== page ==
Sol Levinson Organizes Virtual Memorial Service for Community

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Matt Levinson, Rabbi Joshua Gruenberg, Rabbi Jessy Dressin, Cantor Ben Ellerin, and Rabbi Chai Posner at Sol Levinson’s virtual memorial service, May 19. Photo provided by Sol Levinson & Bros., Inc.

Sol Levinson & Bros., Inc., a Pikesville-based funeral home, held an online memorial service for the community, May 19. The service came at a time when social distancing measures due to the coronavirus pandemic have been disrupting the manner in which Jewish funerals are traditionally held.

The service featured Rabbi Joshua Gruenberg of Chizuk Amuno Congregation, Rabbi Chai Posner of Beth Tfiloh Congregation, Rabbi Jessy Dressin of Repair the World Baltimore, and Cantor Ben Ellerin of Baltimore Hebrew Congregation.


“Maryland state only allows us to have no more than 10 people gathering at the cemetery, so we have to abide by that,” said Greg King, director of grief support and community education at Sol Levinson. “So funerals are very small, at most 10 people, and it makes for a different experience. The Jewish experience has often been gathering together as a community, especially afterward with shiva, and families are not able to do that right now.

“We have circumstances where grandchildren, and even immediate mourners, are not able to come to the burials because of various reasons,” King explained, such as “if they live out of state, are not able to travel right now, or they don’t feel safe to travel or safe to come to the service, because they may be at risk. So it has proved very challenging.”

According to King, the idea for the memorial service emerged from the sense that the bereaved required a greater sense that their community was with them during their time of grief.

“We wanted to try to come up with a way that we can come together as a community but still be able to be at home, and stay social distanced and separate,” he said. “And so we thought that if we could bring together … a memorial service, to honor those people who have lost, who have passed away in the last several months, who maybe whose families have not been able to mourn, not been able to sit shiva in a traditional way. … We thought that maybe we can help that in some way, and create that sense of community.”

Jewish Community Services supported the service, and “was proud to co-sponsor this community event which was an important step in the grieving process for people who experienced the death of a loved one during the pandemic,” said Donna Kane, M.A., JCS Grief Clinician. “The community received acknowledgement that their loss is different, and their grief may have more layers than those who were able to mourn their loss with their family, friends, and community in a traditional way. We wanted to offer strategies, resources and support to help them begin healing from their loved one’s death during this very challenging time.”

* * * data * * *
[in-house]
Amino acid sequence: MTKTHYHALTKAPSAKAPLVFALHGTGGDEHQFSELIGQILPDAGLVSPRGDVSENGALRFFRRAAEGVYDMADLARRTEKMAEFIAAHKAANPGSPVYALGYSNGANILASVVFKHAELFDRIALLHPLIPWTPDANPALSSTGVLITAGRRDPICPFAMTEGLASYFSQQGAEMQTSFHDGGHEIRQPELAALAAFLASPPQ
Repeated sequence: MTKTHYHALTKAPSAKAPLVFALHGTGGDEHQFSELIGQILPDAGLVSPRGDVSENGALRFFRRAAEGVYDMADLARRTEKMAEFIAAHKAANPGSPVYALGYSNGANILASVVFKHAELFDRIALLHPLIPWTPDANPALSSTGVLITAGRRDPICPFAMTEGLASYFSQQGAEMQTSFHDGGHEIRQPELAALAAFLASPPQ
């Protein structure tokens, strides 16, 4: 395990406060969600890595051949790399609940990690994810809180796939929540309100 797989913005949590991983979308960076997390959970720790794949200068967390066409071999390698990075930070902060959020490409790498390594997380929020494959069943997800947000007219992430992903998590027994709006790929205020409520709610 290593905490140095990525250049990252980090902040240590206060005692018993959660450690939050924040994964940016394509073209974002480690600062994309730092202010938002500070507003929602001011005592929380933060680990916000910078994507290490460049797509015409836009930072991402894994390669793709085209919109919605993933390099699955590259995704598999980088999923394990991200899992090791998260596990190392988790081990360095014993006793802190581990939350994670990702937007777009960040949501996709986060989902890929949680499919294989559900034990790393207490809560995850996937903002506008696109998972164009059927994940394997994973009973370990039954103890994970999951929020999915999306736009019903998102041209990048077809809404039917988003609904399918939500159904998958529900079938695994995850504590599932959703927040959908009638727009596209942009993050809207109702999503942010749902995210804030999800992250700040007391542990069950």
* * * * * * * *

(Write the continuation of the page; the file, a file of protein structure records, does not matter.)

Between travel restrictions and limits to the number of attendees at funerals and shivas, the support system the Jewish community normally provides has been constrained, Gruenberg explained.

“It’s a really hard time to lose somebody,” said Gruenberg. “A lot of the sort of beautiful communal aspects that shiva, and the Jewish mourning process, are supposed to invoke have really sort of been taken out of play.

“I believe the Baltimore Jewish community is a really close community, in a lot of beautiful ways, and they’re rallying, and they’re figuring out ways to be there for people who are facing loss,” Gruenberg continued. “But it’s still really hard, it still doesn’t replace, you know, in-person presence, in-person hugs, and in -person gestures.”

According to Gruenberg, making meaning out of grief is “something I would say that we’re pretty well versed in, in the Jewish community, at doing. Taking things, even amidst our grief, finding a way to make meaning out of even the most challenging situations. So I think it’s something that we’ve always done as a Jewish community. And now, it’s something that we really sort of need to do on a grand level.

“So, help them make meaning by celebrating a loved one’s life, help them make meaning by understanding that they have a community around them,” Gruenberg explained. “And just help them to see, even in this kind of challenging time, that the sort of hallmarks of the Jewish mourning process, and the dying process, of how we deal with it, that people can still, on a significant level, connect to that and be a part of community when they need it most.”

Gruenberg said he hopes the memorial service would help people in the community know they’re not going through this alone.

“When you lose a loved one, whether it’s the middle of a pandemic or not, it can be a very lonely process,” he said. “Even if you sit shiva, even if you have family around, eventually everybody goes to their own place. And I always sort of say that it’s that week after shiva that’s really challenging because you don’t have all of the natural support system in place. And I think that we want to be able to say to the community, especially to those people who have lost loved ones during this, that your support system is here. It’s not going to end, it’s here for as long as you need it, and whenever you need it.”

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